Her Job In Hand


He’s losing his grasp of language.
And, as he sleeps, memories free themselves
like fish through a ruptured net.

He greets every morning
knowing a little less
than he did the night before.

And he spends most days
in his veranda rocker
greeting strangers who know him by name.

His wife sits beside him,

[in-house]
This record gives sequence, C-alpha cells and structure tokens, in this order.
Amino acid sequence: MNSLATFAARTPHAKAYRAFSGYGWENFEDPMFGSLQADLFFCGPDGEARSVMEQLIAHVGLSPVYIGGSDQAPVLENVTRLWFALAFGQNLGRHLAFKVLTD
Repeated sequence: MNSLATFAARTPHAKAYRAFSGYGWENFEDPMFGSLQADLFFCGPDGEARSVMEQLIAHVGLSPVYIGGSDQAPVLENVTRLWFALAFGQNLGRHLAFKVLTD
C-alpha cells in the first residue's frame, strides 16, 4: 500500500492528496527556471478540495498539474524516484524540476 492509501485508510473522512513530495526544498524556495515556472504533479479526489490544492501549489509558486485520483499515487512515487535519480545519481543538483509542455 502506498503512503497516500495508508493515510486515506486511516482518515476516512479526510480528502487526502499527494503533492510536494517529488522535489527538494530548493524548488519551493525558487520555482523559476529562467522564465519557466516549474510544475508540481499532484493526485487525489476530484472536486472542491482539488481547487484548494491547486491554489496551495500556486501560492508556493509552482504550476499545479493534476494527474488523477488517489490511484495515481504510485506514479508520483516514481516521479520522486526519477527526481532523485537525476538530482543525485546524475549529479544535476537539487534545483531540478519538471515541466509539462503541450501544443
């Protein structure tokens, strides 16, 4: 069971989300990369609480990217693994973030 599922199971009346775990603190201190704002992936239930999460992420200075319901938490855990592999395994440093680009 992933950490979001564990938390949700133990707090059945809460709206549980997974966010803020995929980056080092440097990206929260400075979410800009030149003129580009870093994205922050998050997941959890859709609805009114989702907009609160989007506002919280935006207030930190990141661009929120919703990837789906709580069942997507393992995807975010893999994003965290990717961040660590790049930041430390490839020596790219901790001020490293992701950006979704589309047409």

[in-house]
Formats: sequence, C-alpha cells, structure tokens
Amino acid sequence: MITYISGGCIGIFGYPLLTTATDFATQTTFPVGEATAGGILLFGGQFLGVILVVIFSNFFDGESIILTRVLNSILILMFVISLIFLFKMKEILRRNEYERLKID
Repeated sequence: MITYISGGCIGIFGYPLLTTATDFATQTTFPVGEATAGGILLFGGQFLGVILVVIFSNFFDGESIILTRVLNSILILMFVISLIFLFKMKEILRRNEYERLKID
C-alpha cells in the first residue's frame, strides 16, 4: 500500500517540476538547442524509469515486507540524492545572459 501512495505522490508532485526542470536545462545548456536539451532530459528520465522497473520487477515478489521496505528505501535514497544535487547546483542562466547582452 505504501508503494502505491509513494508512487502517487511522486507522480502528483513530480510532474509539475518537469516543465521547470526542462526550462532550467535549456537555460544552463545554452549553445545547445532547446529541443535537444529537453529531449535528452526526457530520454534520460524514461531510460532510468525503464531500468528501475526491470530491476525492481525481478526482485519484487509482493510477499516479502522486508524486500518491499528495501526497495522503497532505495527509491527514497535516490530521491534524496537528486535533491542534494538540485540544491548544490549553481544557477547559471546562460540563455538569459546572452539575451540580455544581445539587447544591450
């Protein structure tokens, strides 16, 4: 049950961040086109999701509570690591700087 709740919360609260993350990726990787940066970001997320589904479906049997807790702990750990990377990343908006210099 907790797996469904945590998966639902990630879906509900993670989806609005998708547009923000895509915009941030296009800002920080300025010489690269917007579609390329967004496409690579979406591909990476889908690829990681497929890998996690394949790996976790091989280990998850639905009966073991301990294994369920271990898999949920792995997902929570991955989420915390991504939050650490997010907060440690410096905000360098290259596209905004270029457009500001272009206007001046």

fashions his nods.
his mutterings,
into a tighter grip of his hand.

His eyes are still her map of the heavens,
but with ever more darkness,
less and less stars.


Her Job In Hand

John Grey is an Australian poet, US resident. Recently published in Front Range Review, Studio One and Columbia Review with work upcoming in Naugatuck River Review, Abyss and Apex and Midwest Quarterly.
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